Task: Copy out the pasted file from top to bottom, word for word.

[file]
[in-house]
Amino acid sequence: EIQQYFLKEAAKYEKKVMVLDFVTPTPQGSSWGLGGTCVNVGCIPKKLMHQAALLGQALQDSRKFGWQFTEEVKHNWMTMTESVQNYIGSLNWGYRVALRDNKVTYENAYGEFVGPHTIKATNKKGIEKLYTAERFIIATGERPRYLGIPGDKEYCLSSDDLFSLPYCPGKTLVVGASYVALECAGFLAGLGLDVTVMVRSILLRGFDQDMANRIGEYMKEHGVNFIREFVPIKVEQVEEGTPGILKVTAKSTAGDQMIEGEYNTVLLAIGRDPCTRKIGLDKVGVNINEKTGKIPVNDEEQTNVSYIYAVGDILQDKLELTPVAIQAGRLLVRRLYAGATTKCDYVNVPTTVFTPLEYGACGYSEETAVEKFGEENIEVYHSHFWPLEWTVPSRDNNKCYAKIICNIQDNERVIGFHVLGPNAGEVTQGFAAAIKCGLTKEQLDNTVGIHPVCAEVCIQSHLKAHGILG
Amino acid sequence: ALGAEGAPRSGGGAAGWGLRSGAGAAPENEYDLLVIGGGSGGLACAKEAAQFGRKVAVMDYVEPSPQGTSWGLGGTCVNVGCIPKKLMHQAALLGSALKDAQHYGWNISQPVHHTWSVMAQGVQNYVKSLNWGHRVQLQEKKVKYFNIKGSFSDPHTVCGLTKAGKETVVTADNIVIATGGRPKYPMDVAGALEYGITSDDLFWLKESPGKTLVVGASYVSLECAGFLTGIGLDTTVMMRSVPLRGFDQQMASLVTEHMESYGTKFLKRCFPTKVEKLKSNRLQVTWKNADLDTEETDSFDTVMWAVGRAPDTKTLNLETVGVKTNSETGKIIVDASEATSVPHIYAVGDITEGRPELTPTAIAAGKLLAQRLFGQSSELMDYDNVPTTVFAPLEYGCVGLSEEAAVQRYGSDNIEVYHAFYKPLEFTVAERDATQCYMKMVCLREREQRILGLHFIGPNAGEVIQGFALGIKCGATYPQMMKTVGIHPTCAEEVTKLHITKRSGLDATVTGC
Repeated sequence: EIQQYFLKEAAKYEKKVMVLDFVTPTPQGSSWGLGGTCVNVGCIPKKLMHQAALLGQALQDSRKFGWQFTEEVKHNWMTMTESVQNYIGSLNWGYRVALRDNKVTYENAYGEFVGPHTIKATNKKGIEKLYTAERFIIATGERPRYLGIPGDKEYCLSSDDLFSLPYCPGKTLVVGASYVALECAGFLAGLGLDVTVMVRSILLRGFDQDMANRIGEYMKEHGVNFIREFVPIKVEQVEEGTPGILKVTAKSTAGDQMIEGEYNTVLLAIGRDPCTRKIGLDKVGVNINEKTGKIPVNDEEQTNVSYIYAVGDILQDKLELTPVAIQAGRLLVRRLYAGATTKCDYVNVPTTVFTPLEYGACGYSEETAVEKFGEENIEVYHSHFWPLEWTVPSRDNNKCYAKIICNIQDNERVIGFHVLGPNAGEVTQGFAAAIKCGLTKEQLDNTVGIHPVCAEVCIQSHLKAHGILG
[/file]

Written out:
[in-house]
Amino acid sequence: EIQQYFLKEAAKYEKKVMVLDFVTPTPQGSSWGLGGTCVNVGCIPKKLMHQAALLGQALQDSRKFGWQFTEEVKHNWMTMTESVQNYIGSLNWGYRVALRDNKVTYENAYGEFVGPHTIKATNKKGIEKLYTAERFIIATGERPRYLGIPGDKEYCLSSDDLFSLPYCPGKTLVVGASYVALECAGFLAGLGLDVTVMVRSILLRGFDQDMANRIGEYMKEHGVNFIREFVPIKVEQVEEGTPGILKVTAKSTAGDQMIEGEYNTVLLAIGRDPCTRKIGLDKVGVNINEKTGKIPVNDEEQTNVSYIYAVGDILQDKLELTPVAIQAGRLLVRRLYAGATTKCDYVNVPTTVFTPLEYGACGYSEETAVEKFGEENIEVYHSHFWPLEWTVPSRDNNKCYAKIICNIQDNERVIGFHVLGPNAGEVTQGFAAAIKCGLTKEQLDNTVGIHPVCAEVCIQSHLKAHGILG
Amino acid sequence: ALGAEGAPRSGGGAAGWGLRSGAGAAPENEYDLLVIGGGSGGLACAKEAAQFGRKVAVMDYVEPSPQGTSWGLGGTCVNVGCIPKKLMHQAALLGSALKDAQHYGWNISQPVHHTWSVMAQGVQNYVKSLNWGHRVQLQEKKVKYFNIKGSFSDPHTVCGLTKAGKETVVTADNIVIATGGRPKYPMDVAGALEYGITSDDLFWLKESPGKTLVVGASYVSLECAGFLTGIGLDTTVMMRSVPLRGFDQQMASLVTEHMESYGTKFLKRCFPTKVEKLKSNRLQVTWKNADLDTEETDSFDTVMWAVGRAPDTKTLNLETVGVKTNSETGKIIVDASEATSVPHIYAVGDITEGRPELTPTAIAAGKLLAQRLFGQSSELMDYDNVPTTVFAPLEYGCVGLSEEAAVQRYGSDNIEVYHAFYKPLEFTVAERDATQCYMKMVCLREREQRILGLHFIGPNAGEVIQGFALGIKCGATYPQMMKTVGIHPTCAEEVTKLHITKRSGLDATVTGC
Repeated sequence: EIQQYFLKEAAKYEKKVMVLDFVTPTPQGSSWGLGGTCVNVGCIPKKLMHQAALLGQALQDSRKFGWQFTEEVKHNWMTMTESVQNYIGSLNWGYRVALRDNKVTYENAYGEFVGPHTIKATNKKGIEKLYTAERFIIATGERPRYLGIPGDKEYCLSSDDLFSLPYCPGKTLVVGASYVALECAGFLAGLGLDVTVMVRSILLRGFDQDMANRIGEYMKEHGVNFIREFVPIKVEQVEEGTPGILKVTAKSTAGDQMIEGEYNTVLLAIGRDPCTRKIGLDKVGVNINEKTGKIPVNDEEQTNVSYIYAVGDILQDKLELTPVAIQAGRLLVRRLYAGATTKCDYVNVPTTVFTPLEYGACGYSEETAVEKFGEENIEVYHSHFWPLEWTVPSRDNNKCYAKIICNIQDNERVIGFHVLGPNAGEVTQGFAAAIKCGLTKEQLDNTVGIHPVCAEVCIQSHLKAHGILG